Know and master thyself

I’ve found some of the tools below to be useful for developing my self-awareness and ability to work well in groups. This was compiled after a ‘Brown Bag’ lunchtime workshop I ran for my peers in the sustainability Masters program. Maybe something of interest in here for you too?

The Question I asked of those who came along was:

‘How can a diversity of learning and thinking styles be recognized in individuals, and developed as a strength of a group?’

This was discussed in the following way:

  • Acknowledging we have different styles of learning, thinking, doing….
  • Introducing tools to identify and explore these differences
  • Discussing approaches to maximizing the benefits of this diversity

Here are some tools and techniques that were covered in the brown bag discussions. There are many more out there, can you suggest ones that you find useful? If you want to suggest some, it may be a valuable contribution to next year’s class.

Decision-making and prioritising

  • SWOT (strengths, weaknesses, opportunities, threats). You know what this is…

  • PMI. Plus, Minus and Interesting analysis

  • Force Field Analysis. Good for identifying what is helping and what is hindering you re: achieving a goal, then seeking to maximize the former and minimize the latter.

Studying, reading, organising

  • Mind maps

I have attached another word document with my earlier comments on mind maps, and a mind-map of how to mind-map. There is a book on it in the common room, software for doing it available on the internet, and I have examples if you want to look at how I use them. The creator’s homepage

  • Stephen Covey’s matrix for effective use of time

‘Seven habits of highly effective people’ was the first management sort of book I read, previously ( and still) being highly skeptical about much of it. It was a pretty good one to start with, and I think there is some very useful stuff in it! (the rest of this website is pretty good too e.g. procrastination tips!!) OR This is Covey’s home page I think:

Thinking, questioning and memory

  • Lateral thinking. Term coined by Edward de Bono and is about practical ways to think more creatively. Once you have defined the problem, you can:

Pick a random noun out of the dictionary, then try and see how it (or its characteristics) may help

Reverse the aims, words, subject-object relationships, of the problem and see how that helps

Brainstorm, or mind-map based on the first thing that comes into your head

Come up with an analogy for the problem / situation (e.g. it’s like banging your head against a brick wall), explore and discuss the analogy, then see how lessons from that analogy may help you with the real problem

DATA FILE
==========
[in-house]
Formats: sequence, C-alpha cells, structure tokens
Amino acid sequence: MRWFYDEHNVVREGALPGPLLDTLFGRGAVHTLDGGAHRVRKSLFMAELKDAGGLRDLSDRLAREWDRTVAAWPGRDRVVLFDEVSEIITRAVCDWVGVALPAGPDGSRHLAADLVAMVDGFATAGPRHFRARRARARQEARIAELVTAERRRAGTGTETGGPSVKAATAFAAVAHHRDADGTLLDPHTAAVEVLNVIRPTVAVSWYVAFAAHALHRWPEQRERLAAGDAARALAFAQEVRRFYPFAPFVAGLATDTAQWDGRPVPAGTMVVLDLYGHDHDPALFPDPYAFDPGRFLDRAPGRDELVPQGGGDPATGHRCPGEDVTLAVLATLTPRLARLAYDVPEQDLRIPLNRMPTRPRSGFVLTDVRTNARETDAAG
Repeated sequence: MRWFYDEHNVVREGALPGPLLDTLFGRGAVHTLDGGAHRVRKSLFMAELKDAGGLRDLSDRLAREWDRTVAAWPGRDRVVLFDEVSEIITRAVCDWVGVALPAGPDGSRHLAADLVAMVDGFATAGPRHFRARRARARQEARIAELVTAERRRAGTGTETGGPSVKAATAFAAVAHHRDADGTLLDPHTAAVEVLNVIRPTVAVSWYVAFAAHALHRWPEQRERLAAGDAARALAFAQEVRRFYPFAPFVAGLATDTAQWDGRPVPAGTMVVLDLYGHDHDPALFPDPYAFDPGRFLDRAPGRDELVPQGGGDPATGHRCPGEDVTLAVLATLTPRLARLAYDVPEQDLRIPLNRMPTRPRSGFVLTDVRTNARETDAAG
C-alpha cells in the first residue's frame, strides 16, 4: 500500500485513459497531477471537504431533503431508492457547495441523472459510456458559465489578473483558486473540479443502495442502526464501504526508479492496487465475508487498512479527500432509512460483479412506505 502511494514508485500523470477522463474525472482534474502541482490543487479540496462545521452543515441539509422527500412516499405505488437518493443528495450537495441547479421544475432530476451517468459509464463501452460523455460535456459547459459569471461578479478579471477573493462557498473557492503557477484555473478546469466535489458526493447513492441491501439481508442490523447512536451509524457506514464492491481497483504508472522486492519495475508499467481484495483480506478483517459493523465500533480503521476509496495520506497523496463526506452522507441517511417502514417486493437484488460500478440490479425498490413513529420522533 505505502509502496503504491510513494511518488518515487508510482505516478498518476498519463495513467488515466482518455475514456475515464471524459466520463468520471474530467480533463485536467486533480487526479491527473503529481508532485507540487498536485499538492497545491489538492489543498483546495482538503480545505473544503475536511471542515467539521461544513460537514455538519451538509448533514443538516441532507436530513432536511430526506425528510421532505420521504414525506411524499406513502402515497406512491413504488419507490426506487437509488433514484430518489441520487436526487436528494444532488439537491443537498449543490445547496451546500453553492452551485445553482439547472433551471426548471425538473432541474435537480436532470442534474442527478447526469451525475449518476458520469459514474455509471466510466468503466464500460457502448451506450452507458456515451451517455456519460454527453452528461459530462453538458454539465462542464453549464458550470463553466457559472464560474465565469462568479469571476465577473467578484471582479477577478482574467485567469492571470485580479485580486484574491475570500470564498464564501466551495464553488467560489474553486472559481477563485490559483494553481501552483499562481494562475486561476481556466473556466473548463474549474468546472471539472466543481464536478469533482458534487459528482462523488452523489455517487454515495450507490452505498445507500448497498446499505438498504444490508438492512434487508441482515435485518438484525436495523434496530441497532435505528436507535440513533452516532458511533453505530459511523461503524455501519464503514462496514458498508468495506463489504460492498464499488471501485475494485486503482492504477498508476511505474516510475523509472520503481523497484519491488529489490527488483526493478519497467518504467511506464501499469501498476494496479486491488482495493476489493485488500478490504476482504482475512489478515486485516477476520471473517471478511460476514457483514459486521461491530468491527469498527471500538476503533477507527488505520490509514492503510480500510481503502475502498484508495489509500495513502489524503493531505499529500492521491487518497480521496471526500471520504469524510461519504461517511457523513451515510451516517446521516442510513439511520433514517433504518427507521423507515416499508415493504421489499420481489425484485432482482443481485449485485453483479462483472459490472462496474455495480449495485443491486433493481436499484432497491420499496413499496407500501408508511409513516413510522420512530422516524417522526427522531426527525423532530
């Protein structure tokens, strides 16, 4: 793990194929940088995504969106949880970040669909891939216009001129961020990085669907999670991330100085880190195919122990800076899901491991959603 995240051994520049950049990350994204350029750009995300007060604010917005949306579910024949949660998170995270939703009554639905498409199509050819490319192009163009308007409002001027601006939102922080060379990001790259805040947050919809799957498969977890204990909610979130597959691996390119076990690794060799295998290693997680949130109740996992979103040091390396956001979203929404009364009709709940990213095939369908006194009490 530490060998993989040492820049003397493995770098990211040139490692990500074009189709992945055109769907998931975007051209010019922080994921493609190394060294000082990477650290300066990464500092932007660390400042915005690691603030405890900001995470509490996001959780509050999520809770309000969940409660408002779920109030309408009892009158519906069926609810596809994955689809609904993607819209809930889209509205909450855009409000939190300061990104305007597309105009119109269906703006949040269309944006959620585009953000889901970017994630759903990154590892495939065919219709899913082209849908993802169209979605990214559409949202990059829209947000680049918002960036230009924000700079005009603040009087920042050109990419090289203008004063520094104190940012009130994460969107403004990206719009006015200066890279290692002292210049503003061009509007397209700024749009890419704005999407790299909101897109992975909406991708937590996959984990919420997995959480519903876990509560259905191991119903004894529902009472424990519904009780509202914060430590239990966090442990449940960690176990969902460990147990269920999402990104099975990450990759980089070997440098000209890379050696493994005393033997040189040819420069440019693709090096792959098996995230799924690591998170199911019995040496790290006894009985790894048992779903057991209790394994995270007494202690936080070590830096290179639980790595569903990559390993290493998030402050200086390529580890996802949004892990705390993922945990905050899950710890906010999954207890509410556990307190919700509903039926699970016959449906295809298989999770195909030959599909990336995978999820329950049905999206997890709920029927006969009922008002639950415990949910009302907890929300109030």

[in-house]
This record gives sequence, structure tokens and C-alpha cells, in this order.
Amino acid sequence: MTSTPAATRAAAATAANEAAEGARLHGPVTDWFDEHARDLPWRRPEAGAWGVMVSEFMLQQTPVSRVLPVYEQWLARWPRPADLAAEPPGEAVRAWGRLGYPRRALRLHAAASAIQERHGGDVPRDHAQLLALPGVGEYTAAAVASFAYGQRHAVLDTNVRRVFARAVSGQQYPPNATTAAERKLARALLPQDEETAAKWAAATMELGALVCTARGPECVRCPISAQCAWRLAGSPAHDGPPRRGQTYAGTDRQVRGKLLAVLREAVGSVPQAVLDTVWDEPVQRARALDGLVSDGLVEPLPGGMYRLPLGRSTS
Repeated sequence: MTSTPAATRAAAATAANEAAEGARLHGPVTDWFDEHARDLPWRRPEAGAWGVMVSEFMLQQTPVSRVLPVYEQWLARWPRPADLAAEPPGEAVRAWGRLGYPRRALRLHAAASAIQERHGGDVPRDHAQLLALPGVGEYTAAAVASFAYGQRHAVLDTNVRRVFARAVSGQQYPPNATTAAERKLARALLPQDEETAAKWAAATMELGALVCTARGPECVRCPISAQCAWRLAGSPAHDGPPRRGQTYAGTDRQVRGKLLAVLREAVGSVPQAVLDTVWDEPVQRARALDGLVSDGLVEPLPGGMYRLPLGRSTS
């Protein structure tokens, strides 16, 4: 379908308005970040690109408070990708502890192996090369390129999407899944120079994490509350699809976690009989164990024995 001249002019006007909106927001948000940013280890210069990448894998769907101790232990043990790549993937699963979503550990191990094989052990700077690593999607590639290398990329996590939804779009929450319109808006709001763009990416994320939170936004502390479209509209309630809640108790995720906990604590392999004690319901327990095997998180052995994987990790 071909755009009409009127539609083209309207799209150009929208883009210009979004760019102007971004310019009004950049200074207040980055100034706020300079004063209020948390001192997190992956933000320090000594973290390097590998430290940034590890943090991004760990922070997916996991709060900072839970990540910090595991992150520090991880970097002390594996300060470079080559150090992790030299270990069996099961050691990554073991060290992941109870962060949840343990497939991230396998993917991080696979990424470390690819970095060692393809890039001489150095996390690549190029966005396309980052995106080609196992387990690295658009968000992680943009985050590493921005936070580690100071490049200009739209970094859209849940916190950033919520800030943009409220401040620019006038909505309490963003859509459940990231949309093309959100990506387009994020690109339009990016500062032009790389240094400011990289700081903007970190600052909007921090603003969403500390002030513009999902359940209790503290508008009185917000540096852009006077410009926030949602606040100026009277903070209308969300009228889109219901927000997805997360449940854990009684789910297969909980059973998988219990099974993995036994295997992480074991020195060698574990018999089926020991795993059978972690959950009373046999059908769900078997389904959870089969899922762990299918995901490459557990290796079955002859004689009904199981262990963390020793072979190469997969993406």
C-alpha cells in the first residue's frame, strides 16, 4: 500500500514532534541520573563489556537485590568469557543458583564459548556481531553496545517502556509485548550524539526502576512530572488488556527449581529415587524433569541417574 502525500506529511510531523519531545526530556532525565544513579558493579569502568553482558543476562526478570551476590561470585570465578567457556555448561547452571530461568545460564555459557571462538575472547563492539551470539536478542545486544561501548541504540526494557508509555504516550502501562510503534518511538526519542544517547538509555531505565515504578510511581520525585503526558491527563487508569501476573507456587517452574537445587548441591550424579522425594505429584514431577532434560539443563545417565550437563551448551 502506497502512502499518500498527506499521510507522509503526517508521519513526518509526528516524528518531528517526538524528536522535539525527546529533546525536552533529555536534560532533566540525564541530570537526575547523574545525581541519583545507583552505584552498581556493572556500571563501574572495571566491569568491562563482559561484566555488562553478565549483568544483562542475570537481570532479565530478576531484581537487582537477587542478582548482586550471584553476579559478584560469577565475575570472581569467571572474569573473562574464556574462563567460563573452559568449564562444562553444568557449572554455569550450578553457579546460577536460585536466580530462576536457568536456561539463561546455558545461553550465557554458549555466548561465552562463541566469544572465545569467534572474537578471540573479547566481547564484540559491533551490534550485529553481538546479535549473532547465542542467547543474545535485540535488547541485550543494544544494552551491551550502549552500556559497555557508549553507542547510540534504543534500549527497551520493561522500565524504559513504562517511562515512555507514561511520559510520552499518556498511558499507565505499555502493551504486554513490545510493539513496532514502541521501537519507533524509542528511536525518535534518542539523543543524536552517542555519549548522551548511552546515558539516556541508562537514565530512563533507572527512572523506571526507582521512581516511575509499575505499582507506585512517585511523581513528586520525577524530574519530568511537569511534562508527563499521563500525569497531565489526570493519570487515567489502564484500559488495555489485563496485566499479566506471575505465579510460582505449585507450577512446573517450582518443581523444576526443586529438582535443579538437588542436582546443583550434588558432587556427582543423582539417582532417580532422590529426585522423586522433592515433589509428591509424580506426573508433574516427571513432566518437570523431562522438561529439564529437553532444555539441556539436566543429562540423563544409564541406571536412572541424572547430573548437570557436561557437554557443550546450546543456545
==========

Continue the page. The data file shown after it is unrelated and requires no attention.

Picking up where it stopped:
Say ‘Po’ (provocative operation) and make a random statement in the middle of the conversation e.g. ‘houses don’t need roofs’ and see how that statement might spark some new ideas.

These techniques are not high-probability ways to solve problems, but are very useful when you need to think differently.

  • 6 thinking hats

  • 6 value medals

A way of directing your attention to different aspects of any decision, and consciously examine each aspect.

De Bono’s homepage? Another page with a list of his books

  • ORID (Objective, Reflective, Interpretive, Decisional): a way to ask questions based on the ‘ladder of inference’.

See the attached word document, plus this website

Styles: learning, thinking..

The tools and ideas presented below are useful for understanding yourself and others such that you can learn and work together in a more conscious and productive way. Often these will be done through consultants, but some versions are available on-line or as books.

  • VARK

This is a way to identify if you have a preference for learning via visual, aural, read/write or kinaesthetic means. Powerful when used for presentations or teaching where you will have different types participating.

  • Myer-Briggs

A psychological test that helps identify personality preferences. Often done by an outside consultant for organisations to facilitate greater understanding and improve teamwork

Try it on-line (though I haven’t used this yet)

  • Herman Brain Dominance Instrument

This is another tool for identifying you prefer to think, learn and communicate . For an introduction see the ‘one-minute overview’,’ the white paper’, or the ‘introduction to whole-brain technology’. My personal favourite out of these types of tools.

  • DISC profile

A test to see whether your preferred behaviour style is dominance, influence, steadiness of conscientiousness. See also for a link to a pdf of an example report. When I have done it, this has been quite a quick and easy test compared to HBDI or Myer-Briggs which are more involved.

  • Belbin’s Team Roles

Belbin team roles describe a pattern of behaviour that characterises one person’s behaviour in relationship to another in facilitating the progress of a team. Helps you understand your preferred role, and adjust depending on the group dynamics. Really useful for understanding all types of group work, and what roles may be missing, or really strong in any particular group you work with.

  • Competing Values Framework

This allows you to identify the different roles you may adopt in a group situation based on your school of organizational and management thought OR leadership roles. In the interests of becoming a good leader or manager, you can identify how distinct types of leadership may be appropriate for different situations.

  • Nine types

Another system suggested by Rachelle and Kyle, based on an enneagram check it out at

Further resources and compilations of tools


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